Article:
Sixty years ago, on May 9, 1961, the 35-year-old Chairman of the FCC, Newton Minow, made three significant appearances. In Washington, he gave his famous “vast wasteland” speech to the National Association of Broadcasters, telling them that while “when television is good, nothing is better,” he expected them to do more to uphold their statutory obligation to serve “the public interest, convenience, and necessity.” Then he went back to the FCC office, where he met with Elizabeth Campbell to sign the original license for WETA, the first educational television station in the nation’s capital, now the producer of the Ken Burns documentaries and the nightly Newshour. And then he flew to Chicago to attend the father-daughter dinner for my Brownie troop.

Copyright Emmy Magazine 2021

I often thought about how those three events defined his character: inspiring those around him to do better, supporting the visions of people making enriching cultural content and reliable news sources widely available, and always putting his family first.  Over the next decades this was reflected in his efforts as a founder and board chair of PBS, a director of CBS, helped create the Commission on Presidential Debates (CPD), where he served as vice chair until this year, worked to require the V-chip and closed captioning, helped get the start-up funding for “Sesame Street,” and argued for the rescission of the radio license of a station that broadcast virulently racist and anti-Semitic programming.  And he and my mom will celebrate their 72nd wedding anniversary this spring.

 

Related Tags:

 

Behind the Scenes Understanding Media and Pop Culture

Malcom Lee on Updating The Best Man

Posted on April 11, 2021 at 1:58 pm

Copyright Universal 1999

I was lucky enough to join a small group of journalists for an interview with Lee about the original film and the updates. He told us that it was the sixth script he wrote while he was still living in his parents’ basement, and the thought that if this one did not sell, he might give up.

He said that Jeff Friday and Nicole Friday of the American Black Film Festival, the founders wanted to honor him and the cast for the 20th anniversary of its release, but because of the pandemic it was postponed and they got IMDb to televise it. “I asked the cast if they wanted to do it and they kind of all jumped at the chance to do so because the film was wildly respected, loved and beloved. We got together. It was a really good fun time. Lot of laughs. A lot of stories exchanged. Things I didn’t know. Things that they didn’t know. There’s a lot of great energy when we get together. I think it’s a testament to how the actors feel about the movie and about each other.” And we can look forward to another update on Peacock: “The Best Man: Final Chapters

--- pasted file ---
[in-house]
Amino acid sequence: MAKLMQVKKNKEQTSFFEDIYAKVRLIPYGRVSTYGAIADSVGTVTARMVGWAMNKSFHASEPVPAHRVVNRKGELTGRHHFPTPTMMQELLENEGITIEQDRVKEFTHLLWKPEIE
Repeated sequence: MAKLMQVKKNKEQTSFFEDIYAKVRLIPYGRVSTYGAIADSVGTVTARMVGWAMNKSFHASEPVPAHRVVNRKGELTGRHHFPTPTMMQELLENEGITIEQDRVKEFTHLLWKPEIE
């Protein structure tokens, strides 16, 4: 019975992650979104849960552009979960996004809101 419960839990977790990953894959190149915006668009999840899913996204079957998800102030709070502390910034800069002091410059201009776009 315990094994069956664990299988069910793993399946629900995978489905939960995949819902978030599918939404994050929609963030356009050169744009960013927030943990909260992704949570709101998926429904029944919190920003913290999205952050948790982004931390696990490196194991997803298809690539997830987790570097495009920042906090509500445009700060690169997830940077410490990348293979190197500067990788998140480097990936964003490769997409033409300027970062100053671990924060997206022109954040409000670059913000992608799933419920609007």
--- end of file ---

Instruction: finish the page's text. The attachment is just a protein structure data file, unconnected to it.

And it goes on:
Lee said he never planned that it would become a franchise.

My inspiration and impetus for writing “The Best Man” was the fact that I wasn’t seeing myself represented on screen. The people that I knew, Black American educated middle class aspirational people in movies and television to that point were very unrecognizable to me. Super stiff, clipped English, and devoid of cultural specificity. I said, “I love reunion movies. I love college movies.” College movies rather. I remember seeing “Waiting to Exhale,” which is four very distinct black women and they were all these unremarkable archetypal black men portrayed and I was like, “I want four Black men.” This is fully different and it will all be college friends and have different philosophies and what not and that was the kind of the impetus behind it. The fact that people really took to the movie is great and there was talk of a sequel back then but I didn’t want to be a one trick pony. I didn’t want to just tell one kind of story. I said, “If I’m going to revisit these characters,” which I was interested in doing but I want to do it like maybe 10 years later when the characters have a chance to live some life, and I had a chance to live some life and so that we could tell a fuller story. Not just be like, “What different story are we going to tell now that we just told a year ago.” A lot of time when they make sequels it’s a money grab. It’s like, “Oh. How do I what I did? How do I capture that magic again?”

One core element of the original film was a character’s writing a novel that exposed some of his friend’s secrets, so it was inevitable to ask Lee whether he based the characters on people he knew and how they responded.